## "Merrőlfordulnakbeazokazautók?"

Translation:From what direction are those cars turning in?

August 21, 2016

I'm not even sure I understand what the English sentence is saying. Is it like this: You see some cars making a turn, and you want to know from which direction they turned/are turning? Does that mean an east/west type of direction? Or right/left?

Also, I don't quiet understand the function of "in" (still talking about the English here). Since the Hungarian sentence contains "be," I'm assuming it's necessary there, but is it necessary in the English sentence? I think asking "what direction are those cars turning from" would make sense.

October 30, 2016

Hmm, maybe "turning up" would be a neat translation?
If it's any similar to German, let me make this guess: you see the cars turning into your street (befordul here means they're taking a turn in your direction), and you ask from which direction they are coming. Can be from the north, from the left, from the direction of the Netherlands.

November 13, 2016

Von welcher Richtung biegen diese Autos ein?

Even with the answer given, I have trouble understanding in what situation I would ask that instead of "Honnan jönnek azok az autok?

I must imagine a city planer looking at trafic jam statistics and one street is always problematic and he wants to find out where those cars come from before they end up in the traffic jam. "From what direction do those cars take a turn into this street?" Still weird to ask so convoluted.

July 14, 2018

You need to realise here that the respective translations "From which direction" and "Aus welcher Richtung" are much more unwieldy than the Hungarian "Merről". Hungarian has a dedicated question word for it where English and German have to make three-word constructions. That's why the two-syllable options "From where" and "Woher", respectively, are the much likelier choices.

You can ask this question for instance if you're interested where the cars entering the street are coming from. The city-planner example is good for this, even if just to evaluate how to make a new traffic light system. To use a Budapestian example: you might stand on Erzsébet körút in the 7th district and are interested in how many cars come from each direction. The crossing street is called Király út (lots of food places there). The problem is, its name is the same on either side of the intersection, so you can't use honnan, at least not directly.

Instead, you can say "A belváros felől sok autó jön" - "Many cars are coming from (the direction of) the inner city." And the question of a bystander, very interested in a group of cars, "Merről jönnek azok?" - "Where are those coming from?" Slightly convoluted situation, but it's not an unnatural sentence, at least in Hungarian.

July 15, 2018

Merröl jönnek? and merröl befordulnak? are still slightly different (in expecting them in a question) to my limited understanding.

And I guess felül should mean felől. :-)

July 15, 2018

Yes, felől, gosh. Unless there is a mysterious source of cars somewhere above the city centre. (I have corrected it.) :´)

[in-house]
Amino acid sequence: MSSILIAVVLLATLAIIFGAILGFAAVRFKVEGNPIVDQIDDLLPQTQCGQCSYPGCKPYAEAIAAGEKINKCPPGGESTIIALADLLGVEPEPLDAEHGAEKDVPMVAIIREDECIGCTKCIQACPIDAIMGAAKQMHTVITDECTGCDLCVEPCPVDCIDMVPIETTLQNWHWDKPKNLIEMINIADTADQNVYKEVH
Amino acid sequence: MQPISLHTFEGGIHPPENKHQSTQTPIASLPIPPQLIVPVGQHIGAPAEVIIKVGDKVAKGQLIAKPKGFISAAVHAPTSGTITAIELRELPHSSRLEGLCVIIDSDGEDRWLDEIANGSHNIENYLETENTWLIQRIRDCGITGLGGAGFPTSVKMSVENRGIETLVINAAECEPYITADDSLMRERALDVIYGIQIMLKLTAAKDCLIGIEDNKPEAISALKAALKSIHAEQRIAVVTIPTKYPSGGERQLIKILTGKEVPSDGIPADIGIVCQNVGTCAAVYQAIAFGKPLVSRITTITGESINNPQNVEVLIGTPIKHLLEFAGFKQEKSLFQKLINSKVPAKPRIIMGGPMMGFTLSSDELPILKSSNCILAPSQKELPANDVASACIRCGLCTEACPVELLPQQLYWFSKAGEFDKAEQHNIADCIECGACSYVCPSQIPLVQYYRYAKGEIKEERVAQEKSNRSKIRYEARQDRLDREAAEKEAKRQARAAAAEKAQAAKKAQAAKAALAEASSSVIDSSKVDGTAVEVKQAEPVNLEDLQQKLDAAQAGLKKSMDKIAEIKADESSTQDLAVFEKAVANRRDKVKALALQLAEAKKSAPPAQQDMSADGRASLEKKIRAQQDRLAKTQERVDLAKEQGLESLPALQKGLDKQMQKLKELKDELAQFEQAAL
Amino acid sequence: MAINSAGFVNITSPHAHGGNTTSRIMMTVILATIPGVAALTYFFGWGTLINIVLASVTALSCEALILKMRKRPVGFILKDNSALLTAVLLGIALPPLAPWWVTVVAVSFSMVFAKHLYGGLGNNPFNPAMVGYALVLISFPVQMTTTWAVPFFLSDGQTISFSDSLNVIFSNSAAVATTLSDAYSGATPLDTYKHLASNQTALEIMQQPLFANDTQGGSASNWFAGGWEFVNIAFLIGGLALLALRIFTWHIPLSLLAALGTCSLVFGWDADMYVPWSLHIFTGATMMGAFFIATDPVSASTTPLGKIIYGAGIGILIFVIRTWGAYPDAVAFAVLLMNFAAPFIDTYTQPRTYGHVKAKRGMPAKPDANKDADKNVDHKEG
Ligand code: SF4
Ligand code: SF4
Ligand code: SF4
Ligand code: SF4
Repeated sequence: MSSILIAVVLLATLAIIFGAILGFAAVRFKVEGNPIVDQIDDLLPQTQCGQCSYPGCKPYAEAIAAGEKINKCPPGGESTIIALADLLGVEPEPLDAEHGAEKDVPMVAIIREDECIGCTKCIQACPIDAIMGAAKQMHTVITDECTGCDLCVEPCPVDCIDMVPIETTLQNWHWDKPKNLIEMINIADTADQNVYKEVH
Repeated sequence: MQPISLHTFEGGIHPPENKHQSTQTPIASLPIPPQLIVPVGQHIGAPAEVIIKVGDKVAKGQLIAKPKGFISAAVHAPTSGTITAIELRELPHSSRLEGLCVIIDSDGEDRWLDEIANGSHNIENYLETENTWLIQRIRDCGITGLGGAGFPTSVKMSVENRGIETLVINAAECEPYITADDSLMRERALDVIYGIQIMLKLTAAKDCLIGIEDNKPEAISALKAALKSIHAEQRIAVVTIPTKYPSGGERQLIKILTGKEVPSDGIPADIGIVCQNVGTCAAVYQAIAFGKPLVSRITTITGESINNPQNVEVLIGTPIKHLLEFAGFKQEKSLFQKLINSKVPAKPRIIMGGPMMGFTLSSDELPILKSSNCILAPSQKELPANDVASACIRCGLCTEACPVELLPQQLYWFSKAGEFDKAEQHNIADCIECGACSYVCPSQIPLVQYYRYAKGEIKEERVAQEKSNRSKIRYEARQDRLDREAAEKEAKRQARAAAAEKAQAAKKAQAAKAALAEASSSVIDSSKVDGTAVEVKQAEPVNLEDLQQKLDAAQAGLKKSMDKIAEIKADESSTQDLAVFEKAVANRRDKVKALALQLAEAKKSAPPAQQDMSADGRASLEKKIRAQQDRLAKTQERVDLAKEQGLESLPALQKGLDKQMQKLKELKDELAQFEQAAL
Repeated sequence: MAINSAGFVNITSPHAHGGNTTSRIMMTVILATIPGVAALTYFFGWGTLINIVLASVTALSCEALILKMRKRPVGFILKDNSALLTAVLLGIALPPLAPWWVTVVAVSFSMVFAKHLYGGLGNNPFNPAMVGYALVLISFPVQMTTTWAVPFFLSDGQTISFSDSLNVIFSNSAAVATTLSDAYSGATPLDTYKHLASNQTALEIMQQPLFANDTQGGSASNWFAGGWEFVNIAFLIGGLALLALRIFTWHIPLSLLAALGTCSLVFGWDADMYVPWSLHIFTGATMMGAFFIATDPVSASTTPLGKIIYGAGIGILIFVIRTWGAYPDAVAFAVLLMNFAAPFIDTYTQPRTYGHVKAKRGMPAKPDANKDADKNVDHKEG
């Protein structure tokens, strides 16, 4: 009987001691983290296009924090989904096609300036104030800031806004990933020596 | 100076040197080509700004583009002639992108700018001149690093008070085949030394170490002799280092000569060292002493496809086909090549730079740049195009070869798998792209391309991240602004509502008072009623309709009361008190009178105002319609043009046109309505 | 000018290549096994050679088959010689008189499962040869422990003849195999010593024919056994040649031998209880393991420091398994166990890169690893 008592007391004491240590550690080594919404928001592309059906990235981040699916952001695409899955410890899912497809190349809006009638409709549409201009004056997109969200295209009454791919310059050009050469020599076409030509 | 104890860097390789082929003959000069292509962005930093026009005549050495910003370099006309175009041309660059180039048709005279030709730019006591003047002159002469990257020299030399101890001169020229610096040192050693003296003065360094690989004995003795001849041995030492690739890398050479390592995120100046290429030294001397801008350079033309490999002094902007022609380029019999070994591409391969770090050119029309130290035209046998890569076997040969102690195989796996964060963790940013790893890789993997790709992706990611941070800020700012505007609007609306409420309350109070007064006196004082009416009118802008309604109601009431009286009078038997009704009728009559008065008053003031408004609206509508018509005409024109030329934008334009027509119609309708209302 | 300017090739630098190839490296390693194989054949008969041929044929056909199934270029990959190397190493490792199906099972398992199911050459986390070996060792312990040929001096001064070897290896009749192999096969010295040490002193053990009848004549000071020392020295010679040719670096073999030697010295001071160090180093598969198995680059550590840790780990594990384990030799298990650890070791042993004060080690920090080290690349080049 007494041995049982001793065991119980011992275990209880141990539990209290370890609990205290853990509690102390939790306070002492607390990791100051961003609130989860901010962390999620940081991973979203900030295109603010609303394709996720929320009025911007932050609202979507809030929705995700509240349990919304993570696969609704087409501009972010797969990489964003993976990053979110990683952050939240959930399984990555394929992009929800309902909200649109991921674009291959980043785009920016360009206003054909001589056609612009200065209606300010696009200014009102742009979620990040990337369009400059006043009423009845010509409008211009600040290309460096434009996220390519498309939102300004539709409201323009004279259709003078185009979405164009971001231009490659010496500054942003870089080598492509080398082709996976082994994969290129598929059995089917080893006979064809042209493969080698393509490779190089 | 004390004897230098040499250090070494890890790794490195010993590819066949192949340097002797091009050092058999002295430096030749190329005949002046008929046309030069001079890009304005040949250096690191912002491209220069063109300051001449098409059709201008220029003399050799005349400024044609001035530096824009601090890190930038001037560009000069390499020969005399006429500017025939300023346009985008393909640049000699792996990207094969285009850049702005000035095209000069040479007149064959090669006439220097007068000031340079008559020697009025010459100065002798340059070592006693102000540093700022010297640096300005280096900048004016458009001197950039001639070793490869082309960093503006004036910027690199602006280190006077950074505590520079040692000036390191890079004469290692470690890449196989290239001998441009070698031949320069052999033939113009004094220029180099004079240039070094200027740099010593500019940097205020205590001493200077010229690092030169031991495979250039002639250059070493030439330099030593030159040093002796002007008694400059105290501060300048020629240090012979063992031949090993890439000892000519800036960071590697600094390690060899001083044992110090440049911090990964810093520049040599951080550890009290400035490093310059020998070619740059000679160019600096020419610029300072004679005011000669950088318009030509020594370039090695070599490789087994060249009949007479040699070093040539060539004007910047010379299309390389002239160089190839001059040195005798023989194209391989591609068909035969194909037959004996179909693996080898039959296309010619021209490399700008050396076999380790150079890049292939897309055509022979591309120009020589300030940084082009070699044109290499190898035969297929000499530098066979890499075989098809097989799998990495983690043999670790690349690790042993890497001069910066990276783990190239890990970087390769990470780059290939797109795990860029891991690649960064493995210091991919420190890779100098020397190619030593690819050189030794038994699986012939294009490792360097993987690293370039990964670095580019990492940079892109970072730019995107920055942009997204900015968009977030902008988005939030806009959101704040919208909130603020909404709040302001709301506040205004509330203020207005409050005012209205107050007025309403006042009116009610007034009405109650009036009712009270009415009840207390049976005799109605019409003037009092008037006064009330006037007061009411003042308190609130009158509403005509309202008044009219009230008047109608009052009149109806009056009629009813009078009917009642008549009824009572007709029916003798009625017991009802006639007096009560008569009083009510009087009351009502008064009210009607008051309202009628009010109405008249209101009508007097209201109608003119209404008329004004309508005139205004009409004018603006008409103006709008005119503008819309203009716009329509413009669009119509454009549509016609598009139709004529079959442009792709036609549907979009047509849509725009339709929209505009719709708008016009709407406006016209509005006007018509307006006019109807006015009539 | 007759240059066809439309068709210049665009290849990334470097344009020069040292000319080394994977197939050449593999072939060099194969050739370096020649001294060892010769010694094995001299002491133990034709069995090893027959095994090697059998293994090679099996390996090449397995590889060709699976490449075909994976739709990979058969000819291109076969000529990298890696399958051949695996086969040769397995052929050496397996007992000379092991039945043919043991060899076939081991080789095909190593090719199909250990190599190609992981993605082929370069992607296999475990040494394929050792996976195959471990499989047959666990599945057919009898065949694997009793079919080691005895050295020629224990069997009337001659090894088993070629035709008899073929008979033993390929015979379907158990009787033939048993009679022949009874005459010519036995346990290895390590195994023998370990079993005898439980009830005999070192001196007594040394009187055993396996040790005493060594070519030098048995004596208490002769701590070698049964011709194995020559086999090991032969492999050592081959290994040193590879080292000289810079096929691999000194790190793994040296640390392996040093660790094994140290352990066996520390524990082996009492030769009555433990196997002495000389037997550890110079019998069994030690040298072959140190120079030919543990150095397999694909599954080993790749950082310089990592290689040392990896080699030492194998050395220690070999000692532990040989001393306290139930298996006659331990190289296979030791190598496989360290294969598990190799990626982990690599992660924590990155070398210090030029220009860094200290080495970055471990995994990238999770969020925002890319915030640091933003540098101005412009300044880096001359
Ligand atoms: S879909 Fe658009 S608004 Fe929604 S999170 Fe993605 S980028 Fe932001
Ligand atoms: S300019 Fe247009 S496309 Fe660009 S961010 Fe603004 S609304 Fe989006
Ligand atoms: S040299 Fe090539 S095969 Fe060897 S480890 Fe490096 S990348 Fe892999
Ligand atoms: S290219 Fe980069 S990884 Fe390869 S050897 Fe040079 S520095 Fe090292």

I used jön here because that's still a bit more natural, more casual, than the rather specific befordul. Which might beat the purpose of my earlier comment a bit, but hey!
Jön is the more likely word when you're speaking, and befordul is more exact when writing a report.

July 16, 2018

1) "are those cars" - conjugation error

2) "from what" isn't wrong, but it's more natural to split it up by putting "from" at the end. (Cue grammarian feud)

August 21, 2016

Yes, with many of those prescriptive-but-"unnatural" constructions, they can start to sound natural to people who have been exposed to the prescriptive versions enough. So a blanket "unnatural" would also hit the mark; there are people who have internalised the prescriptive versions if their parents/teachers/peers were conservative enough :)

August 21, 2016

I think the big problem is the word "in" in the English translation. It doesn't make any sense or add anything to the meaning of the sentence. "From what direction are those cars turning?" is fine - unwieldy, and stiff, but fine. "In" just makes a mess out of the sentence. I know it's necessary to make sure people understand "fordul be", but it's messy.

September 1, 2018

From what direction are those cars turning. Perfectly fine grammatically. Adding "in" at the end is wrong, wrong, wrong. I shudder to think what their English course is like.

March 9, 2017

That's exactly what I wrote. "Turning in" has a totally different meaning, e.g. fugitives turn themselves in. I keep writing almost daily about the poor English of the program.

April 28, 2018

We all are aware of the poor English. I think it's a lot more impactful to use the report function of the sentences instead of commenting about it, since the moderators rarely look into the comment sections.

April 28, 2018

Why not "do those cars turn"? And what does the "in"add to the meaning,which is not very clear?

November 7, 2018

The Hungarian sentence is saying that the cars are turning into a specific street, most likely the street in which the speaker currently is. The English translation tries to reflect that, but I don't think it's doing a good job.

November 7, 2018